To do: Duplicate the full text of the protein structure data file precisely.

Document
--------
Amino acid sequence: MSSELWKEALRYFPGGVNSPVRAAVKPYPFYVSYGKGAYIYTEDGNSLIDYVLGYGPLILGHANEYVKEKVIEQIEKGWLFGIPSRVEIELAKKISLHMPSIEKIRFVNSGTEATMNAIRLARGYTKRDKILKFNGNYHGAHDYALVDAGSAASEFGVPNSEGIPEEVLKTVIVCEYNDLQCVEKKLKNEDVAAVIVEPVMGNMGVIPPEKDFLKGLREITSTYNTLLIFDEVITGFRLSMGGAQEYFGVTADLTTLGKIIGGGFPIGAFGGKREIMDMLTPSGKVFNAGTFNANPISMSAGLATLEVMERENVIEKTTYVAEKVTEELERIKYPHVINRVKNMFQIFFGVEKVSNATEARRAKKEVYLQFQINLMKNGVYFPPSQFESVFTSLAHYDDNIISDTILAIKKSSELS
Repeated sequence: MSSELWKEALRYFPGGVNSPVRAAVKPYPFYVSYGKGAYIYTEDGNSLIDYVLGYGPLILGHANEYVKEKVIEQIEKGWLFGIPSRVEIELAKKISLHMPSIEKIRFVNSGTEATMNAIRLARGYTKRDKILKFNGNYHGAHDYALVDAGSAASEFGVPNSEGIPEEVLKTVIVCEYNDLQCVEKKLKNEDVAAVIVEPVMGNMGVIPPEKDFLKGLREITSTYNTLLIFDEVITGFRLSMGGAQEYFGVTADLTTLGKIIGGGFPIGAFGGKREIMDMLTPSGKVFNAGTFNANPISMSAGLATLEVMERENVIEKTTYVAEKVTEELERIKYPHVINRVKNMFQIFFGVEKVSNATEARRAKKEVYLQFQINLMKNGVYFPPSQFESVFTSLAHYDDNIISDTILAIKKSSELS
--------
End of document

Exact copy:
Amino acid sequence: MSSELWKEALRYFPGGVNSPVRAAVKPYPFYVSYGKGAYIYTEDGNSLIDYVLGYGPLILGHANEYVKEKVIEQIEKGWLFGIPSRVEIELAKKISLHMPSIEKIRFVNSGTEATMNAIRLARGYTKRDKILKFNGNYHGAHDYALVDAGSAASEFGVPNSEGIPEEVLKTVIVCEYNDLQCVEKKLKNEDVAAVIVEPVMGNMGVIPPEKDFLKGLREITSTYNTLLIFDEVITGFRLSMGGAQEYFGVTADLTTLGKIIGGGFPIGAFGGKREIMDMLTPSGKVFNAGTFNANPISMSAGLATLEVMERENVIEKTTYVAEKVTEELERIKYPHVINRVKNMFQIFFGVEKVSNATEARRAKKEVYLQFQINLMKNGVYFPPSQFESVFTSLAHYDDNIISDTILAIKKSSELS
Repeated sequence: MSSELWKEALRYFPGGVNSPVRAAVKPYPFYVSYGKGAYIYTEDGNSLIDYVLGYGPLILGHANEYVKEKVIEQIEKGWLFGIPSRVEIELAKKISLHMPSIEKIRFVNSGTEATMNAIRLARGYTKRDKILKFNGNYHGAHDYALVDAGSAASEFGVPNSEGIPEEVLKTVIVCEYNDLQCVEKKLKNEDVAAVIVEPVMGNMGVIPPEKDFLKGLREITSTYNTLLIFDEVITGFRLSMGGAQEYFGVTADLTTLGKIIGGGFPIGAFGGKREIMDMLTPSGKVFNAGTFNANPISMSAGLATLEVMERENVIEKTTYVAEKVTEELERIKYPHVINRVKNMFQIFFGVEKVSNATEARRAKKEVYLQFQINLMKNGVYFPPSQFESVFTSLAHYDDNIISDTILAIKKSSELS